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Studio: international art — 34.1905

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Designs for Domestic Architecture

—I do not know that they are demanded—but
what work has been done is deserving of all praise.
To what does such a movement lead—for it is
admittedly still in its infancy? Capacity! Capacity,


not only to execute but to see and to appreciate.
It is a necessary corollary that art-craftsmen must
have an art-loving public to produce for. In
adopting this broad view of their office the com-
mittee of the Schools are wise.

Future developments of this training depend
upon many things ; partly on circumstance and
partly upon the varying capacity of the student.
It is, perhaps, a pity that there is a tendency to
expect more immediate results from the art schools
than from other educational institutions. We do
not expect to find efficient men of affairs turned
out ready made from our public schools, or to find
every graduate of our universities a finished philo-
sopher, a man of letters. Neither should we expect
that every student of our art schools should in a
brief space be transformed into an original designer
or finished artist in any branch, or require that the
test of his training should be his immediate ability
to earn a good income, which, in our utilitarian
age, is the chief consideration with too many.
Rather should we be satisfied if the greater pro-
portion of the students are simply imbued with
that love and appreciation of true art which must
be generally felt before we can become an artistic
nation; just as we are satisfied if the chief gain
from a course at our public schools is the spirit of
manliness, fair play, and straight living which is
one of our chief national assets.

And here I must record the latest move on the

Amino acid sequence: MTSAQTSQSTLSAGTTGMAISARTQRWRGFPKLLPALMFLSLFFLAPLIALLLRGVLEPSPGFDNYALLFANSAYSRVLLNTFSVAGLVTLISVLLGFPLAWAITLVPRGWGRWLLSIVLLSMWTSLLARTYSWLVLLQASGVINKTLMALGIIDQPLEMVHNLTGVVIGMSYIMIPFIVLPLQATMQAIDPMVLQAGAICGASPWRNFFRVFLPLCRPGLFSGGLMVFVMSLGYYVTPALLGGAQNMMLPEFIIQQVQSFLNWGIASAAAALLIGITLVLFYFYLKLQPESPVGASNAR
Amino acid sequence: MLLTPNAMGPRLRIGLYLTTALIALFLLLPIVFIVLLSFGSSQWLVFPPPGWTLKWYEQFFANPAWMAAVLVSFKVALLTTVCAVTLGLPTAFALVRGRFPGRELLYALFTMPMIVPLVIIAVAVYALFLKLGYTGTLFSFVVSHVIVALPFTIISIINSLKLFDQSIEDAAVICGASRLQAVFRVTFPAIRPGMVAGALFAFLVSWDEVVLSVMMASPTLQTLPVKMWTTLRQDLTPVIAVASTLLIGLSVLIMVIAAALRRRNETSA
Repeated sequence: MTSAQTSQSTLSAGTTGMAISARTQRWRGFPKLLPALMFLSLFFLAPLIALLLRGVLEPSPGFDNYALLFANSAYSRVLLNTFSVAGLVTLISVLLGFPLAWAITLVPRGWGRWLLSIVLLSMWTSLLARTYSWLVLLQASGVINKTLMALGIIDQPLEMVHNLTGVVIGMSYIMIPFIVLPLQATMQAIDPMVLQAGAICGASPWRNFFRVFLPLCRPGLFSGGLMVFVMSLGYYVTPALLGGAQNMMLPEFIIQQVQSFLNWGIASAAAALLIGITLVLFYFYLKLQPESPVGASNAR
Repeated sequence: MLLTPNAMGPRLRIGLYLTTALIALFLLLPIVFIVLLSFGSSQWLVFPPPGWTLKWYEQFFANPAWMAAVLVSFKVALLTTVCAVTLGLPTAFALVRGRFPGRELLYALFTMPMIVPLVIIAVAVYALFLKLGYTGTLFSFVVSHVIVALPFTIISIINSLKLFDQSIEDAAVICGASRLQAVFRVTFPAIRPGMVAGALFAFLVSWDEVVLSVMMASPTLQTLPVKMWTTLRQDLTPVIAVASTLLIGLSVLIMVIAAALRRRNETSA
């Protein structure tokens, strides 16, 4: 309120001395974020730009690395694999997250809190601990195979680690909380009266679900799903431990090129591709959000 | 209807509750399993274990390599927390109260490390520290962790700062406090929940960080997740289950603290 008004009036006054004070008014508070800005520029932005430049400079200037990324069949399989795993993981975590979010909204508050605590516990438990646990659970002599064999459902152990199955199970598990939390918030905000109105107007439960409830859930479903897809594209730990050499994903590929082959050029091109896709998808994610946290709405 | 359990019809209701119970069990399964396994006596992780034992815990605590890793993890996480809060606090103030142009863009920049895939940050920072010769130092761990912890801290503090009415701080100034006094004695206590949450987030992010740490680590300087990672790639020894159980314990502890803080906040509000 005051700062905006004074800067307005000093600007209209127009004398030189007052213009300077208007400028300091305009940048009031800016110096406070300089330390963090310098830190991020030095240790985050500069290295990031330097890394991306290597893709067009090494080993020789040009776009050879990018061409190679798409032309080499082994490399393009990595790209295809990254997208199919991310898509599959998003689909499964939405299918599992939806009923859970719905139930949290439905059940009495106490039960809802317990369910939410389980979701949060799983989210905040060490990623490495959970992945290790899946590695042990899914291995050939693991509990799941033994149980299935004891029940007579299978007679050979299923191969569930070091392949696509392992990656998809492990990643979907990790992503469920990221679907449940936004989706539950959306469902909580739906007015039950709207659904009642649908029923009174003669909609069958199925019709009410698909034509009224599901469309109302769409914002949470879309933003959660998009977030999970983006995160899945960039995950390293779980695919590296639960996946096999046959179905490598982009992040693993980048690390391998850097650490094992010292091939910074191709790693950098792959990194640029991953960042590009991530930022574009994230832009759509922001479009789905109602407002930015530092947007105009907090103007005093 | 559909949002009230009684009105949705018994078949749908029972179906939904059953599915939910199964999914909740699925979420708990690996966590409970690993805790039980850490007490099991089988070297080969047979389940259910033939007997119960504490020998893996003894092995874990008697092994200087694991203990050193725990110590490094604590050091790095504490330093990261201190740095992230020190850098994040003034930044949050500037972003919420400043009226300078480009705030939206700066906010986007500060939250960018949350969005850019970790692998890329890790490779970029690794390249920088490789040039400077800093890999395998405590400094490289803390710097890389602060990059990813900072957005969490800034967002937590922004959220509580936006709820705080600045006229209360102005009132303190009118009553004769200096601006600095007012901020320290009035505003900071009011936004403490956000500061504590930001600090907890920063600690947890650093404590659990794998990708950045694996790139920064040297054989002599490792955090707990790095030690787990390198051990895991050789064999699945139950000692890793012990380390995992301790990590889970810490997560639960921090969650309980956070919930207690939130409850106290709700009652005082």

part of the schools committee. Free admissions,
direct from school, are granted to lads who intend
to become jewellers or silversmiths. These lads


commence their art training concurrently with their
workshop training; and any lad who does not, in
the opinion of the masters, seem fitted for the trade
he has chosen is advised not to follow it any longer.
This is a pretty advanced conception of the func-
tions of a school, but in the interests of the students
and the trade alike it seems a sound view to take.
It all makes for greater efficiency, and the general
trend of the school training bids fair to make Bir-
mingham the Mecca of art teachers and students
from all parts of the kingdom. A. S. W.

The initial problem confronting the de-
signer of the country house is involved in the
choice of the best position on the ground for the
building ; and, like most first steps, it counts for
much in the final success of the scheme. On
restricted sites the problem is somewhat simplified
by the limitation of possibilities; but there is always



present the unfounded assumption that, whatever
the aspect, the principal sitting-room should face
the road and give the passer-by an opportunity of
appraising its elegances. It is also written that
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